Driving down the Glendale corridor in Echo Park where the 2 freeway ends, you might not realize you’re driving through history. Sure, the storage facilities that flank you on either side do look pretty old and gross, but umm – historic? What you might not know is that this industrial strip of Echo Park is where legends were born and today, thanks to Gabriel Currie, it’s where they’re still made. Currie is a luthier, or the fancy word that I now know is the technical term for a guitar craftsman.
And these public storage facilities that line Glendale Blvd were once home to Hollywood’s first film studios, Mack Sennett and Keystone – where Charlie Chaplin’s The Tramp came to life along with countless other early entertainment icons. This is a fact is not lost on native Angeleno Currie as he promptly and proudly takes me through the history lesson when I chatted with him. See amid the shadows of what’s left of Mack Sennett and Keystone Studios, Echo Park Guitars , Currie’s company, is masterfully hand-crafting another kind of legend – the kind that Joe Perry and Jakob Dylan strap around their neck to make music history.
Most recently Currie was commissioned by Queens of the Stone Age rocker Troy Van Leeuwen. The just-released “De Leon” guitar from Echo Park Guitars was specifically tailored for the set on the band’s current tour, “Ultimately these are tools,” Currie said of his work. “We nailed down a couple of specifics in terms of the switching on the upper horn, the volume control, the pickup configuration.” The body of Van Leeuwen’s custom guitar was based on an old Clarence model prototype Currie had found years before in Leo Fender’s attic. As I speak with Currie, I notice a theme emerges in his work and in his thoughts. He’s often mixing what’s classic with what’s new and custom. It is a trademark of Van Leeuwen’s custom model and Currie’s other work as well.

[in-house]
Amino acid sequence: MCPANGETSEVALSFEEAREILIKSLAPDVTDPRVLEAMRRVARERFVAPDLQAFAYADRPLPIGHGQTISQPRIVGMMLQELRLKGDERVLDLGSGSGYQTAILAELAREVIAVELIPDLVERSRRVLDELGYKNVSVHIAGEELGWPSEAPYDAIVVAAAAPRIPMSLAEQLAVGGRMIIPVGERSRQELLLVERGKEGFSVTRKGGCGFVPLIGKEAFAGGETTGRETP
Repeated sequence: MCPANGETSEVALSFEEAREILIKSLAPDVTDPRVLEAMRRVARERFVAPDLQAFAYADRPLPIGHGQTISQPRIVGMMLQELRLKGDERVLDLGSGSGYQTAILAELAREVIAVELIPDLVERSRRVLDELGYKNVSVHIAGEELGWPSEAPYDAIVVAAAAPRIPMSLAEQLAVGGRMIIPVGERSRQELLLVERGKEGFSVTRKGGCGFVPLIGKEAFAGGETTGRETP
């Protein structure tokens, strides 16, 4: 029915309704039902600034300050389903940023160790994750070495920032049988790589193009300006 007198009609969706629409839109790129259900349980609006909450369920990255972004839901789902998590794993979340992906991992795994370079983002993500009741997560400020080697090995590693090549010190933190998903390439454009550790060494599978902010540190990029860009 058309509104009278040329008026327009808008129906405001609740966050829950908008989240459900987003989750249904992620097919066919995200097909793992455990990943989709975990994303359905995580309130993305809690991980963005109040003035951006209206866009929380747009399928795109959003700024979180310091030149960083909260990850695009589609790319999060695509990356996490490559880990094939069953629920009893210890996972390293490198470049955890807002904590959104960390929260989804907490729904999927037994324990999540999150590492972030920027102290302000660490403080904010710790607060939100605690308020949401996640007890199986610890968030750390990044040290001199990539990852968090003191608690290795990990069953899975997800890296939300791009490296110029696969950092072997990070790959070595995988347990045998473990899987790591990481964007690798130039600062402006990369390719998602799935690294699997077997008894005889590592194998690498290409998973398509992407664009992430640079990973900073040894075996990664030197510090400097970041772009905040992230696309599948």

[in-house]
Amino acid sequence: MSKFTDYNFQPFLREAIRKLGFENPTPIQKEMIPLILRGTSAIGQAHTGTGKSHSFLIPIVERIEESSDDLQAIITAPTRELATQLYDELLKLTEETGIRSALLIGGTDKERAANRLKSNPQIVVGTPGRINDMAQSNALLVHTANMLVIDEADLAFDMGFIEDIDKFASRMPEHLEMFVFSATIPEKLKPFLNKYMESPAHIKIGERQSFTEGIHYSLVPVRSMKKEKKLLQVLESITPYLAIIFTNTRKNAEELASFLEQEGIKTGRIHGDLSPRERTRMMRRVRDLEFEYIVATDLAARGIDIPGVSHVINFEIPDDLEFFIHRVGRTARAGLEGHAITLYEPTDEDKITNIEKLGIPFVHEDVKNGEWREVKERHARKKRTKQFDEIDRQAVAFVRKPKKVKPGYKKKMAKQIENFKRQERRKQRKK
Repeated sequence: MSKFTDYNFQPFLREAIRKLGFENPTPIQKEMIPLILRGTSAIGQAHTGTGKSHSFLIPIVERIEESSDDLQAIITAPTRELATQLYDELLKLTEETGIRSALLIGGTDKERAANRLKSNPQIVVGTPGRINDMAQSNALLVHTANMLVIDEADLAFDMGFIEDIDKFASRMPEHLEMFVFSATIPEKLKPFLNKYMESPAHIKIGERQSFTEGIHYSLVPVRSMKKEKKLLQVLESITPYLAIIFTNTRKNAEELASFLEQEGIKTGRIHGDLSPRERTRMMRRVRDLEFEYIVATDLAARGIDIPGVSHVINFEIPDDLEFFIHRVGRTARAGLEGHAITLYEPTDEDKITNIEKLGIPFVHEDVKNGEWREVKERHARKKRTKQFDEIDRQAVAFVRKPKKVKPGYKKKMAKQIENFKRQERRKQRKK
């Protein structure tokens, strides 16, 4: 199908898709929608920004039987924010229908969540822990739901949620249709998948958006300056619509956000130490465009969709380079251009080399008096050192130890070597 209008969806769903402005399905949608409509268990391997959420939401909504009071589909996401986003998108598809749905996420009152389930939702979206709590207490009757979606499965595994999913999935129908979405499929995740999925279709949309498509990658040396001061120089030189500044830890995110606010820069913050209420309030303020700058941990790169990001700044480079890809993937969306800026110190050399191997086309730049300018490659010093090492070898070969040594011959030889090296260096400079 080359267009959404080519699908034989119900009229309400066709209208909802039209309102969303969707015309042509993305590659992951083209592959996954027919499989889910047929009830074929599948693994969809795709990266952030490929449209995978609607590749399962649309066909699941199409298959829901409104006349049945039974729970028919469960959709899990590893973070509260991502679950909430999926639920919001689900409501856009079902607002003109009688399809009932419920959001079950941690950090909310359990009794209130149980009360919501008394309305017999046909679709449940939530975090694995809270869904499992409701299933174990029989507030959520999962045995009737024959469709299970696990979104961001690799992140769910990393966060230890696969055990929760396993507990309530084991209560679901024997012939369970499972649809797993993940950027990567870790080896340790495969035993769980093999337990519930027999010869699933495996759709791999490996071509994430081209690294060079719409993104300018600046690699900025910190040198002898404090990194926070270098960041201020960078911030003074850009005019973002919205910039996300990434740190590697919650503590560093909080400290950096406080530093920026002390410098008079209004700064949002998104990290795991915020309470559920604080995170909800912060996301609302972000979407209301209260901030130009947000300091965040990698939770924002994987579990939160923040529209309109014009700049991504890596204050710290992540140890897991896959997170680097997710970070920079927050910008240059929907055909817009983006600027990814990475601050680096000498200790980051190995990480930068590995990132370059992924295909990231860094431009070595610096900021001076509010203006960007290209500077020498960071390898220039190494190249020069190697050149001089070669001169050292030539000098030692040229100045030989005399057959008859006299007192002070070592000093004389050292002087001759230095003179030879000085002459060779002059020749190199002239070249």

Currie started tinkering with guitars as a kid, taking apart his own instruments for fun. As of today, he has been making guitars for the last 26 years, and over that time, learning the lay of the land from the best modern guitar makers. In 2010 Currie made a leap of faith and officially launched his own brand – first in his backyard, and eventually moving to his Echo Park studio. Over that time he has quickly become the go-to for rock’s biggest names.
But commissions from superstars doesn’t mean that Currie has abandoned his humble beginnings. As a native Angeleno, Currie feels his craft is, at its most basic, an extension of the city that crafted him. That is why he specifically chose the moniker “Echo Park Guitars” over, say, using his own name. “I wanted the brand to embody the heart of Los Angeles,” Currie explains. He named the Van Leeuwen (Dutch for “Lion”) model the De Leon, the Spanish equivalent. His nod at symbiosis, bringing together the heart of Los Angeles’ culture with its industry backbone.
And like Currie’s city which is rooted in tradition in some respects, and always on the cusp of the newest industries and trends in others, the soul of Echo Park Guitars is the blending of old and new. Currie exemplifies the latest in craftsmanship while utilizing older mahoganies that provide a vital texture for the best tonality. And it is that trademark which keeps musicians like Van Leeuwen coming back; because though his guitar is brand new, it’s most definitely got an old rock soul.